A sustained and prolonged movement is very tiring. Creativity helps. Newness of action encourages people to fight on. The repertoire of tactics has expanded rapidly in this movement. The “traditional” marching route begins in Victoria Park on Hong Kong Island, and ends at the government headquarters. All three million-strong marches roughly followed this route. Yet, protesters have taken an unprecedented step: holding marches and assemblies all over Hong Kong.
When I joined the march on the streets of Kowloon in July, the experience was refreshing. I never imagined I could walk on roads outside the iconic Peninsular Hotel. Sometimes a new action can be very random. When the police violently arrested a student for buying laser pointers, and accused him of possessing “offensive weapons”, people were outraged. Some angry protesters surrounded the police station and were later dispersed by tear gas. On another night, protesters held a “stargazing assembly” outside the Space Museum. All the participants brought laser pointers along. It turned into “a symphony of lights” and, eventually, a dance party.
Hong Kongers are also humble enough to learn from foreign examples. In 2014, protesters imitated the Lennon Wall in Prague and made up one of their own at the occupied zone with colorful postscripts. This time, Lennon Walls sprang up everywhere. The one near the Tai Po Market subway station developed into a spectacular “Lennon Tunnel.” And on 23 August, the 30th anniversary of the Baltic Way, when a human chain stretched across the Baltics in opposition to Soviet rule, we gathered together and built our Hong Kong Way.
Scholars of social movements such as Sidney Tarrow have long been studying how movement tactics diffuse. Some tactics are modular, meaning that they are prevalent and adaptable to new settings. Yet, each specific action also has to resonate with local cultures in order to be effective and affective. In this sense, Hong Kongers “indigenised” both the Lennon Wall and the Baltic Way.
The Hong Kong Way is especially telling. Protesters formed human chains modelling three major subway lines. Moreover, one chain extended onto the symbolic Lion Rock and participants lit it up with cell phone flashlights. When protesters hung a huge yellow banner on that hill in 2014, the “Lion Rock Spirit,” which originally represented economic development, was redefined to a spirit for democracy. The spirit was redefined again by the Hong Kong Way, professing unity, persistence and hope in the face of oppression and darkness. Others far away can learn from us, just as we have learned from those far away from us in space and time
Stand up to bullies.
When kids are bullied, we teach them to stand up. Retreat or concession will only embolden the bullies. But, when it comes to politics, we seem to quickly come up with the conclusion that “politics is the art of compromise”. It is very common to hear people saying: “Beijing is too strong, don’t oppose it.” “We can gain so much by befriending China, what is the point of becoming its enemies?” But condoning bullies always has consequences. We all know that.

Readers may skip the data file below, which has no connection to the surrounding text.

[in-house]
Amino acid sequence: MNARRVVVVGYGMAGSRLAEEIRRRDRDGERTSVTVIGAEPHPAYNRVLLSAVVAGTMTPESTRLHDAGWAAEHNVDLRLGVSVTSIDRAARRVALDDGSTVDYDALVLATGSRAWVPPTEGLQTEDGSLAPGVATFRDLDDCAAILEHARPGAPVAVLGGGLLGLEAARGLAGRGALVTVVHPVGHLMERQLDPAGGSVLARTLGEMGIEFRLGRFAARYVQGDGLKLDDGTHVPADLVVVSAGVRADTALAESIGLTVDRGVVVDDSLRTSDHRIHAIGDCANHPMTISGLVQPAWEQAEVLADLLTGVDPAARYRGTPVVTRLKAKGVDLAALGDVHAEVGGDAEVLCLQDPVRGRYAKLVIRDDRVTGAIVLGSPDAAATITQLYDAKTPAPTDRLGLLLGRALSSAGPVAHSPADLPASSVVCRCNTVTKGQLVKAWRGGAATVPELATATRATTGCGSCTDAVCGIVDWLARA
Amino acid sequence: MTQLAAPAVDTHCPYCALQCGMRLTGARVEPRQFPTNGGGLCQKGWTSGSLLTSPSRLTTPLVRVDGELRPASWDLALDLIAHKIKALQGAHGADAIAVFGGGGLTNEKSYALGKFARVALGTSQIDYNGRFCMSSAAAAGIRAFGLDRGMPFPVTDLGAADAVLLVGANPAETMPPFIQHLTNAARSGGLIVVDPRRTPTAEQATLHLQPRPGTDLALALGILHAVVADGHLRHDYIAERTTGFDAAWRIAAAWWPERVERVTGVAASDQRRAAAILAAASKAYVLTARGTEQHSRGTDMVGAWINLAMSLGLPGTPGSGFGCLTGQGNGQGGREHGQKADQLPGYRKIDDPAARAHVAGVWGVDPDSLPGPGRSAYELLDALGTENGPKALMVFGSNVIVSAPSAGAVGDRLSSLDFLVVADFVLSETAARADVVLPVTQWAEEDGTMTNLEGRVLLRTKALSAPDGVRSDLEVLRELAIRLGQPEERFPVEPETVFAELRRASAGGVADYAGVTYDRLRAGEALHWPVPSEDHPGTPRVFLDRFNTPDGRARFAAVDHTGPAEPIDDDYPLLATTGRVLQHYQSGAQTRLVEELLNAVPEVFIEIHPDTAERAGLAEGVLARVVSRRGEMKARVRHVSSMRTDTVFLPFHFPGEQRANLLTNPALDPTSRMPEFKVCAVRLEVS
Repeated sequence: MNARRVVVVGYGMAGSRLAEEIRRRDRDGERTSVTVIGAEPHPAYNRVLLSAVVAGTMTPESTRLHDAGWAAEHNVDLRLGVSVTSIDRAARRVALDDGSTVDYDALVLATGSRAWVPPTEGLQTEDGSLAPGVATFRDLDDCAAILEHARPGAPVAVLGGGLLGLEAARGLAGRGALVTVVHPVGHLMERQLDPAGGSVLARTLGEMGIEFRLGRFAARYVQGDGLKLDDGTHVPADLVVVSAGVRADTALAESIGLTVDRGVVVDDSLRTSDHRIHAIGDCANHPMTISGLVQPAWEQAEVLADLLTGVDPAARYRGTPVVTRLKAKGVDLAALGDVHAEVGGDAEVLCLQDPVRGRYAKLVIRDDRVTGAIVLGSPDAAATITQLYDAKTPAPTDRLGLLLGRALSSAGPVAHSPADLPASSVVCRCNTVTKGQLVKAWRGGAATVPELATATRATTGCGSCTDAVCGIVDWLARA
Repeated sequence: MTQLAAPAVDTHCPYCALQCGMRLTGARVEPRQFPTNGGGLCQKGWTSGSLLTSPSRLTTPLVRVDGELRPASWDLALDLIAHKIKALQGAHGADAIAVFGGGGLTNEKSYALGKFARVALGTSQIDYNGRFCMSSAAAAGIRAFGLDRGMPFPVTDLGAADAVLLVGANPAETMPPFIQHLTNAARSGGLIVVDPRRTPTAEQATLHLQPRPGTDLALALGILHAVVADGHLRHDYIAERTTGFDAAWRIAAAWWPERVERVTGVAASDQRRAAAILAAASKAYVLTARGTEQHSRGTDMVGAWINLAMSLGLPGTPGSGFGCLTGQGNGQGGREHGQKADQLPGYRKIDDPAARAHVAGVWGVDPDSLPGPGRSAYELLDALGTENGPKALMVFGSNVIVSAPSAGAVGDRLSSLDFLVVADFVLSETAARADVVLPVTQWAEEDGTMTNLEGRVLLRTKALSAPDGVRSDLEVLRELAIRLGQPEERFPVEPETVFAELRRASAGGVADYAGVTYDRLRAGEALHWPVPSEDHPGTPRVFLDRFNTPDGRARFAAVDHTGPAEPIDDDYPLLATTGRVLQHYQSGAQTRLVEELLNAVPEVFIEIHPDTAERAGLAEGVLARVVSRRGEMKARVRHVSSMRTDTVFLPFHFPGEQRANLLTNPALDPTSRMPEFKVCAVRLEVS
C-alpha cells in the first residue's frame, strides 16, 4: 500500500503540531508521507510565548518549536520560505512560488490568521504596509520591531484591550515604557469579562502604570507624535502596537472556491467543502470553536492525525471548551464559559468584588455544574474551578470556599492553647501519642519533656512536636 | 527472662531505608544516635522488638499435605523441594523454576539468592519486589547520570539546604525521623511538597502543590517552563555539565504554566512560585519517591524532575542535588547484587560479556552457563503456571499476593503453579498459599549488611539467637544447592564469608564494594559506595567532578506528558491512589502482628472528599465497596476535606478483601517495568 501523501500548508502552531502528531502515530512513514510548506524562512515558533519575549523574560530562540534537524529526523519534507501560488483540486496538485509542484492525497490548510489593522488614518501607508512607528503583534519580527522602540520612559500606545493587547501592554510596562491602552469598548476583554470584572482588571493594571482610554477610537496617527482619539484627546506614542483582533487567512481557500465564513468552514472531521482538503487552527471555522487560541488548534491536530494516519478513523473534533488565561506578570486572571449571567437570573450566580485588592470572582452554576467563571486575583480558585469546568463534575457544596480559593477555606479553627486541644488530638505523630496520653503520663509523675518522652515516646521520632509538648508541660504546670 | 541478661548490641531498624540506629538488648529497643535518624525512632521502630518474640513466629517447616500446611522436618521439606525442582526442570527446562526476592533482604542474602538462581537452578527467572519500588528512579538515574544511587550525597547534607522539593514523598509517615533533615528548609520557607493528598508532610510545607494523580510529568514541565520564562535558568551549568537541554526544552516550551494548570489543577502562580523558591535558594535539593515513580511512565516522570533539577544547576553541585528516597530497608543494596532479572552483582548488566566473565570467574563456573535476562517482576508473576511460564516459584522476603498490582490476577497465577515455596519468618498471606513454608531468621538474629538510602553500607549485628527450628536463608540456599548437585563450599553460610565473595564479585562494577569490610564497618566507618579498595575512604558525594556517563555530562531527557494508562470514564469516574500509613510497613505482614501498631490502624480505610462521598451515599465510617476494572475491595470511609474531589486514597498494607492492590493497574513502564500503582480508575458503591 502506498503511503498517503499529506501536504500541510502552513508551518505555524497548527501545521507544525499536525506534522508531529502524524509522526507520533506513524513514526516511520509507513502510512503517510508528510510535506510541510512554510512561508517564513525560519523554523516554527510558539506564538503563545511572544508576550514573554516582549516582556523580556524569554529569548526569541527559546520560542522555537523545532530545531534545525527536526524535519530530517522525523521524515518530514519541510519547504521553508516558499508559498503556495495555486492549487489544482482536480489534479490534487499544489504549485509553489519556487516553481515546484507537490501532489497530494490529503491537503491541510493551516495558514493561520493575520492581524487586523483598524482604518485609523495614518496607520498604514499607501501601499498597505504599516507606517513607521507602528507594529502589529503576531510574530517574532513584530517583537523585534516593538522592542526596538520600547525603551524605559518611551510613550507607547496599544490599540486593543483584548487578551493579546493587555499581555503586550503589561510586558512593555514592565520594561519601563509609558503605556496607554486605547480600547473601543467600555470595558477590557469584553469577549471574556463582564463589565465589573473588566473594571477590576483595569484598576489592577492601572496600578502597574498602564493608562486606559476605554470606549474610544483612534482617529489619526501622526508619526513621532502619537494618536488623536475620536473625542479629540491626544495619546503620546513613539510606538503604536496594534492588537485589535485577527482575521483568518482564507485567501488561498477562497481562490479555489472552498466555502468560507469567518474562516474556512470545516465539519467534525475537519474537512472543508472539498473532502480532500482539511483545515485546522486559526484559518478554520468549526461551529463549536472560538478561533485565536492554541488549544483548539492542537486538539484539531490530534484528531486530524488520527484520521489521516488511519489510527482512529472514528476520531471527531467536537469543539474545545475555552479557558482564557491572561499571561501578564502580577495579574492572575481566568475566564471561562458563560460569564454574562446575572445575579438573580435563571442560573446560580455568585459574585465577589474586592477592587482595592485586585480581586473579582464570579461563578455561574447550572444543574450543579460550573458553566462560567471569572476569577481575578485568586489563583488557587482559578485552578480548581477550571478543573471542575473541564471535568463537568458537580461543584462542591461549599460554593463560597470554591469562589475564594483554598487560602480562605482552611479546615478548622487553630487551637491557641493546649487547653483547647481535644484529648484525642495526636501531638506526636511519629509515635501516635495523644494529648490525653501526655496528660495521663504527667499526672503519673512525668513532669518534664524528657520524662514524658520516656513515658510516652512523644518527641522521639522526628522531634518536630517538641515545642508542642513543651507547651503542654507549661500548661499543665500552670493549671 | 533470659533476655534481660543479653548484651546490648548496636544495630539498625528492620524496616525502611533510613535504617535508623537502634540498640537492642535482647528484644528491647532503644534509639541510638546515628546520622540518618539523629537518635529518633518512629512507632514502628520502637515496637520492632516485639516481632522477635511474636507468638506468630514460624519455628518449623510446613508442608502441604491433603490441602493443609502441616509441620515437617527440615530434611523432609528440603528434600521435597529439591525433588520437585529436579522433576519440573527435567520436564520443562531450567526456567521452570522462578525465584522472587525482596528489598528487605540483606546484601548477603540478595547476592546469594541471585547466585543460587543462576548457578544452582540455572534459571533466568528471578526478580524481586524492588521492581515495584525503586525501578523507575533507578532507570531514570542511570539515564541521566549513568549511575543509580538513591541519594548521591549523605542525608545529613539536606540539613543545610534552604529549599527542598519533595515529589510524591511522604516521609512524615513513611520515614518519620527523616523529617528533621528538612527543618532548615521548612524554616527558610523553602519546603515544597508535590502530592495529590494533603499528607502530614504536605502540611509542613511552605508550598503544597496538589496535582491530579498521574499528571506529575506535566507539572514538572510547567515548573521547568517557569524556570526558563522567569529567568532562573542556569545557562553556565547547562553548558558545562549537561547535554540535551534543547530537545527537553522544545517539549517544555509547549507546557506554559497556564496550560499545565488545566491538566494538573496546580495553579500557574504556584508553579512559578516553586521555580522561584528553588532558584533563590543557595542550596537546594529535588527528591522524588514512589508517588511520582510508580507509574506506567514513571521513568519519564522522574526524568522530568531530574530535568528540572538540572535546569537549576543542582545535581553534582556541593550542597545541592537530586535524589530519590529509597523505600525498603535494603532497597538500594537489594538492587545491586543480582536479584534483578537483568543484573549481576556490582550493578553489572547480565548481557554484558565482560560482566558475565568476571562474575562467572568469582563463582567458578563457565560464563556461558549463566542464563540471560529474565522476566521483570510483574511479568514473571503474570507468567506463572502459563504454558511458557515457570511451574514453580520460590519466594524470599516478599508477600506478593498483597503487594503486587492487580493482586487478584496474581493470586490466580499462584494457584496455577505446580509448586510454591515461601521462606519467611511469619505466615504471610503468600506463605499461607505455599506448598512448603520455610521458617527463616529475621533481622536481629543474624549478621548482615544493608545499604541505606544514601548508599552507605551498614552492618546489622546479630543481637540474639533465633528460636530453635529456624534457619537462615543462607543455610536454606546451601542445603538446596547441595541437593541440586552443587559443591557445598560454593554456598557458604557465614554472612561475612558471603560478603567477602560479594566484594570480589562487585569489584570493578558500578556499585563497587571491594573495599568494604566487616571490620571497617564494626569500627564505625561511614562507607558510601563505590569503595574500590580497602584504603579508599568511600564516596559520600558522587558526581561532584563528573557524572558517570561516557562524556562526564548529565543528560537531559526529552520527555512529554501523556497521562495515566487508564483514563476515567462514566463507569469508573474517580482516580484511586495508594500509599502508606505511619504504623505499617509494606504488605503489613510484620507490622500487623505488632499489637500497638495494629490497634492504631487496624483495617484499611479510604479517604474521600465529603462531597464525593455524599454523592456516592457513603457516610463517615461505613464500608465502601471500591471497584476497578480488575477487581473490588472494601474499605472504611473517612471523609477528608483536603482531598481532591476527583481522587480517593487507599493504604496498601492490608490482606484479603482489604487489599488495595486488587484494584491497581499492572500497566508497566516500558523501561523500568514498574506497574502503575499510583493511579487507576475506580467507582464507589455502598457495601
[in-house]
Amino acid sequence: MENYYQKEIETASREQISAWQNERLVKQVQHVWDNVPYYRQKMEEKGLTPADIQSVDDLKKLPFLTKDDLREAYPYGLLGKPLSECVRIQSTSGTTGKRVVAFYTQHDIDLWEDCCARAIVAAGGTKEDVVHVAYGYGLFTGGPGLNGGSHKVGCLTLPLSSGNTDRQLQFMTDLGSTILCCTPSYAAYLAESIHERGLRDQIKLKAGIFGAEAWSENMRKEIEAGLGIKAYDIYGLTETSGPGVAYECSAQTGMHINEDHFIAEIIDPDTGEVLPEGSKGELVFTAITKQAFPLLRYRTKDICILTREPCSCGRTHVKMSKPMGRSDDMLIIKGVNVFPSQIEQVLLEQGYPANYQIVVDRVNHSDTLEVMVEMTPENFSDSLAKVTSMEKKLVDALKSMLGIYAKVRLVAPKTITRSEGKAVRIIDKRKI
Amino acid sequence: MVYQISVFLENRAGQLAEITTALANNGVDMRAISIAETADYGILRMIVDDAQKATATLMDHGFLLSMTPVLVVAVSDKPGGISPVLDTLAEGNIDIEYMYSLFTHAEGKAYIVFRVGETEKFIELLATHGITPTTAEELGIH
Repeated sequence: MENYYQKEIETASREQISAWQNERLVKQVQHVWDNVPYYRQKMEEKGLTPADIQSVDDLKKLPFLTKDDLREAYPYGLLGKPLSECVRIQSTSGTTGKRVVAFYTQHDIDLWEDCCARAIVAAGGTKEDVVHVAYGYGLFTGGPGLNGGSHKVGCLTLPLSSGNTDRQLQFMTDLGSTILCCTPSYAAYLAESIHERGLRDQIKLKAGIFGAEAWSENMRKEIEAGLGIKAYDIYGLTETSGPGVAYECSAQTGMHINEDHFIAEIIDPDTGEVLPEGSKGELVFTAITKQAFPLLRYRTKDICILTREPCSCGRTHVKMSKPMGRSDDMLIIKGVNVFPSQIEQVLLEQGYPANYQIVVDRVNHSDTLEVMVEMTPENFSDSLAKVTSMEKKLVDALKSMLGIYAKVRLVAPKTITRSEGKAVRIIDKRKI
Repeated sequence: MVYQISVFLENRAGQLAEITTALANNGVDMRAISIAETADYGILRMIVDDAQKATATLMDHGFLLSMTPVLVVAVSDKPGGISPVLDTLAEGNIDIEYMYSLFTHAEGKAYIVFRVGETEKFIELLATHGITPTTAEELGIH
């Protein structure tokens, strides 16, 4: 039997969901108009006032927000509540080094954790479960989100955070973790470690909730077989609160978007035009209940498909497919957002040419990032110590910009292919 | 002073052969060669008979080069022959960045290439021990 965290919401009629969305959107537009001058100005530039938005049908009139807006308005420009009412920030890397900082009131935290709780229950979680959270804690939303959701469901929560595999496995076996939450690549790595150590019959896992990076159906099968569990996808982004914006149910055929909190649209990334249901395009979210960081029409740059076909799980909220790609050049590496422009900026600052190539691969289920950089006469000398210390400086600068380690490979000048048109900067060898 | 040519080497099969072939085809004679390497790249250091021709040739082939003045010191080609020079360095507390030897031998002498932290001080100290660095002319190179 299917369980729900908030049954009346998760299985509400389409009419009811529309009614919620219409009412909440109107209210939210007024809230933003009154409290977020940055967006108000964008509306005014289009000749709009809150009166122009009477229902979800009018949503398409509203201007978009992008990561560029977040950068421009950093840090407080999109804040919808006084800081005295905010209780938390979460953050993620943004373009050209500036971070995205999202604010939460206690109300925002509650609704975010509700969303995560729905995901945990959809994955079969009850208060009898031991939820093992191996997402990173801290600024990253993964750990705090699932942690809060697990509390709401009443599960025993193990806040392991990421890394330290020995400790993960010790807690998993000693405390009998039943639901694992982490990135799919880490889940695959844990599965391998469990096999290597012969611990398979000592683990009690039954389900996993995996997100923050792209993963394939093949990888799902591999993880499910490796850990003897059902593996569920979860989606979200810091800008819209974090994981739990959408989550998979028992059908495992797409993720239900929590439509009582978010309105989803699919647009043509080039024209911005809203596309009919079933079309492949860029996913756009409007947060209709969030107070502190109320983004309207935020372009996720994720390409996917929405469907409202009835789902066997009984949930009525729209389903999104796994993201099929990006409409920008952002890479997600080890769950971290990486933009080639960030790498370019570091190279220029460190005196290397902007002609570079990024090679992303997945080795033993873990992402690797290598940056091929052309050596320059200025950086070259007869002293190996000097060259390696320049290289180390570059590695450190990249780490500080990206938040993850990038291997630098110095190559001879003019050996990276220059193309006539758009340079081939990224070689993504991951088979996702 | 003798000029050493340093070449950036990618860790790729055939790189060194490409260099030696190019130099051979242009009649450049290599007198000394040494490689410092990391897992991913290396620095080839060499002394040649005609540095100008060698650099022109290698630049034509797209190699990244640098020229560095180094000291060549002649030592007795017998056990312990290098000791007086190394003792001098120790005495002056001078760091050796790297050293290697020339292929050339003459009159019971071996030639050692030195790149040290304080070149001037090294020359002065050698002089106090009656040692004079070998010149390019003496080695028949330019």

When the Hong Kong government first introduced the proposed extradition amendments, many believed that there was no way to stop the legislation process. The almighty Beijing was behind Carrie Lam, the chief executive of Hong Kong, and civil society was suffering from demobilisation after 2014. The first march against the bill was so small and seemingly insignificant that no one paid serious attention to it. Lam and her colleagues were emboldened, and belittled all opposition voices, including those from the legal sector. People were outraged, and momentum was built up step by step. Our mobilisation eventually forced Lam to suspend the bill (though we are demanding a complete withdrawal).
We still do not know whether we will come out victorious. But we know that we have to fight on. For if we concede now, we will suffer from serious consequences.
Hong Kong’s aviation industry is probably one of the most progressive sectors in the city. Beijing was not happy when a small number of pilots and cabin crew voiced support for the protests. The CCP pressurised the airlines to take action. The biggest Cathay Pacific, owned by conglomerate Swire, launched a heavy crackdown against its own managers and employees to kowtow to Beijing. The reason for surrendering, of course, is the company’s heavy reliance on China’s market and airspace. By conceding to bullying, Cathay Pacific not only lost Hong Kongers’ support, but also allowed Beijing to further step up its repression. Hong Kong cannot become another Cathay.
The fight against the extradition bill is Hong Kong’s battle against Beijing’s bullying. We have conceded so much in recent years that we have learned that, in fact, concession will only invite more intrusive oppression, and even violence. This is not to say that one can start an outright war with a bully without assessing one’s own costs and benefits. Yet, principled self-defense is always necessary. If you do not stand up, no one will stand up for you.
Be water, my friend. Also, be brave and be principled.